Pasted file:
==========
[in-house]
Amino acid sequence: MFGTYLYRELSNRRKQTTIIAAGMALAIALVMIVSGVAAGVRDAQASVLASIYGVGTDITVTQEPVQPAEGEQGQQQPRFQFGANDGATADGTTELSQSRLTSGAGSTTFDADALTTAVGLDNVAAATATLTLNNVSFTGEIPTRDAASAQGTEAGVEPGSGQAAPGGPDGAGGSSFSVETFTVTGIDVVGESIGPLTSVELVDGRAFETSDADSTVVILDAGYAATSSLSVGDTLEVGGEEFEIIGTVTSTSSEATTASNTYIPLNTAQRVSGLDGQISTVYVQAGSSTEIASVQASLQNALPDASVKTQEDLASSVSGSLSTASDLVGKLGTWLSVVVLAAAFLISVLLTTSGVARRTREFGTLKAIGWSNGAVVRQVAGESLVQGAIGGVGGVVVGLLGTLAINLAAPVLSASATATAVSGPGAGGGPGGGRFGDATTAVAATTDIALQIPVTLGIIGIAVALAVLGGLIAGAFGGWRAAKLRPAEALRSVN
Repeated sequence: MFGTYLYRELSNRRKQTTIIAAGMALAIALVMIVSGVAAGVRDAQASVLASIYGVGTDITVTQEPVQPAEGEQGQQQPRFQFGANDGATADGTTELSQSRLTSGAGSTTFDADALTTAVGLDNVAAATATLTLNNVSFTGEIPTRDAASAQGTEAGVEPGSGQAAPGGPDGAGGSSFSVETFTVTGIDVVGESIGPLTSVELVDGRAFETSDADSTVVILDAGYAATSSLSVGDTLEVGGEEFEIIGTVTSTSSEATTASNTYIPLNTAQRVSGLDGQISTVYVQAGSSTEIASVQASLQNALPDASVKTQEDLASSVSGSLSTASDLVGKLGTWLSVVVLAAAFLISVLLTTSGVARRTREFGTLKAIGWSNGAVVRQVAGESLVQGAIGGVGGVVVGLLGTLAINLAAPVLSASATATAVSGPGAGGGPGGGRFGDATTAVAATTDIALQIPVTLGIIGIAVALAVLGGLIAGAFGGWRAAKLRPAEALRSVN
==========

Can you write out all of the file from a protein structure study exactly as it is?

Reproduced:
[in-house]
Amino acid sequence: MFGTYLYRELSNRRKQTTIIAAGMALAIALVMIVSGVAAGVRDAQASVLASIYGVGTDITVTQEPVQPAEGEQGQQQPRFQFGANDGATADGTTELSQSRLTSGAGSTTFDADALTTAVGLDNVAAATATLTLNNVSFTGEIPTRDAASAQGTEAGVEPGSGQAAPGGPDGAGGSSFSVETFTVTGIDVVGESIGPLTSVELVDGRAFETSDADSTVVILDAGYAATSSLSVGDTLEVGGEEFEIIGTVTSTSSEATTASNTYIPLNTAQRVSGLDGQISTVYVQAGSSTEIASVQASLQNALPDASVKTQEDLASSVSGSLSTASDLVGKLGTWLSVVVLAAAFLISVLLTTSGVARRTREFGTLKAIGWSNGAVVRQVAGESLVQGAIGGVGGVVVGLLGTLAINLAAPVLSASATATAVSGPGAGGGPGGGRFGDATTAVAATTDIALQIPVTLGIIGIAVALAVLGGLIAGAFGGWRAAKLRPAEALRSVN
Repeated sequence: MFGTYLYRELSNRRKQTTIIAAGMALAIALVMIVSGVAAGVRDAQASVLASIYGVGTDITVTQEPVQPAEGEQGQQQPRFQFGANDGATADGTTELSQSRLTSGAGSTTFDADALTTAVGLDNVAAATATLTLNNVSFTGEIPTRDAASAQGTEAGVEPGSGQAAPGGPDGAGGSSFSVETFTVTGIDVVGESIGPLTSVELVDGRAFETSDADSTVVILDAGYAATSSLSVGDTLEVGGEEFEIIGTVTSTSSEATTASNTYIPLNTAQRVSGLDGQISTVYVQAGSSTEIASVQASLQNALPDASVKTQEDLASSVSGSLSTASDLVGKLGTWLSVVVLAAAFLISVLLTTSGVARRTREFGTLKAIGWSNGAVVRQVAGESLVQGAIGGVGGVVVGLLGTLAINLAAPVLSASATATAVSGPGAGGGPGGGRFGDATTAVAATTDIALQIPVTLGIIGIAVALAVLGGLIAGAFGGWRAAKLRPAEALRSVN